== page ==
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A Model of Muddling Through

Published online by Cambridge University Press:  02 September 2013

Jonathan Bendor
Stanford University


As arguments about the effectiveness of “muddling through” have proven frustratingly inconclusive, incrementalism—once a major approach to the study of boundedly rational policy processes—has gone dormant. In an attempt to revitalize the debate, I present a formal model of muddling through. The model, by clarifying the logical structure of the informal theory, presents a clearer target for criticism. More importantly, it establishes numerous deductive results. First, some of Lindblom's less controversial conjectures—about the benefits of seriality (repeated attacks on the same policy problem) and redundancy (multiple decision makers working on the same problem)—turn out to be correct if conflict across policy domains is absent or takes certain specified forms. But given other empirically reasonable types of conflict, even these claims are wrong. Second, the advantages of incremental (local) policy search (Lindblom's best-known and most controversial claim) turn out to be still less well founded: in many empirically plausible contexts the claim is invalid.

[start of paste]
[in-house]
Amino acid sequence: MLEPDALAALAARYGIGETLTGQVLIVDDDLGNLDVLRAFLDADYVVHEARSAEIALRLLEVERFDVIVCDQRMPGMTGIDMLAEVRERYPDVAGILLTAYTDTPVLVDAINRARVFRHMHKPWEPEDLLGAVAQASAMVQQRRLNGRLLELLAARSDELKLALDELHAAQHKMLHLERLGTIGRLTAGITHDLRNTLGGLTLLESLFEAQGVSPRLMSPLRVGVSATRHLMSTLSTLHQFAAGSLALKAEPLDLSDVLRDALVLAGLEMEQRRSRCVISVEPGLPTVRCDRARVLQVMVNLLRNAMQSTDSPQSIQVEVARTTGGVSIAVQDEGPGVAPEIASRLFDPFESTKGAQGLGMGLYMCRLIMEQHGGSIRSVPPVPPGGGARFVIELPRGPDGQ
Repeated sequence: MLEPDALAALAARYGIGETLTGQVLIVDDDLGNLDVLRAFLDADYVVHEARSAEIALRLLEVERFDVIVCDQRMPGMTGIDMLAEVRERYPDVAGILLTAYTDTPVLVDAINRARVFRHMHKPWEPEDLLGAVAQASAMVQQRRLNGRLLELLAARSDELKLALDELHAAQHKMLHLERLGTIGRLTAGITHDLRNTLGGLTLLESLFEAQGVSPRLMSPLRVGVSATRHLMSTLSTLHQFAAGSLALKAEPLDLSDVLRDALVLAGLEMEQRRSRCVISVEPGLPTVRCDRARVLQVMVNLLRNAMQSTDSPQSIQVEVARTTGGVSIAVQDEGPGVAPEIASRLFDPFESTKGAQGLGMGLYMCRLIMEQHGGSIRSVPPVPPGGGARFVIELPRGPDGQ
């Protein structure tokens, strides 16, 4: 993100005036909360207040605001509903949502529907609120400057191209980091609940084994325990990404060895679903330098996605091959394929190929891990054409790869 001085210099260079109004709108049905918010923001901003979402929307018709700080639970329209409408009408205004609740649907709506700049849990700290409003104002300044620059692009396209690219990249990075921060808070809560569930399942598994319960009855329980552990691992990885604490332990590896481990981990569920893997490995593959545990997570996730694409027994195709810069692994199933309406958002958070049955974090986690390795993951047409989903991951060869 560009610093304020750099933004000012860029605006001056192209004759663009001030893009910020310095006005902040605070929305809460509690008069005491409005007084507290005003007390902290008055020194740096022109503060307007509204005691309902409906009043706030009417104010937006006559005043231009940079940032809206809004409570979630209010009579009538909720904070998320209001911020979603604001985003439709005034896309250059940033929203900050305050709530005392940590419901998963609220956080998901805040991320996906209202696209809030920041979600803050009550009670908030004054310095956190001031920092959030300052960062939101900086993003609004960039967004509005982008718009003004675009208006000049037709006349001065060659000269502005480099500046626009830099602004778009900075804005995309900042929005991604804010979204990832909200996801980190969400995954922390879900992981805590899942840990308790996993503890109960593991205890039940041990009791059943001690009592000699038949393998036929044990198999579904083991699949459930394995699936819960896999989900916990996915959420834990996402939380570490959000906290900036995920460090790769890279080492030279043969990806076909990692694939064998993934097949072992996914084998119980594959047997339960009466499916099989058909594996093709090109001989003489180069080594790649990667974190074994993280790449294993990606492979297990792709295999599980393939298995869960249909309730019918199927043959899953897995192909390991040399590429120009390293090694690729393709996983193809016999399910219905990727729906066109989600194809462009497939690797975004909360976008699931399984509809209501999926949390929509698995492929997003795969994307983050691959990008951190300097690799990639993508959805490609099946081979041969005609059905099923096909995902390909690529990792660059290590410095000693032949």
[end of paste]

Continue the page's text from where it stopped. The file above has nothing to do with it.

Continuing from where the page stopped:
Copyright © American Political Science Association 1995

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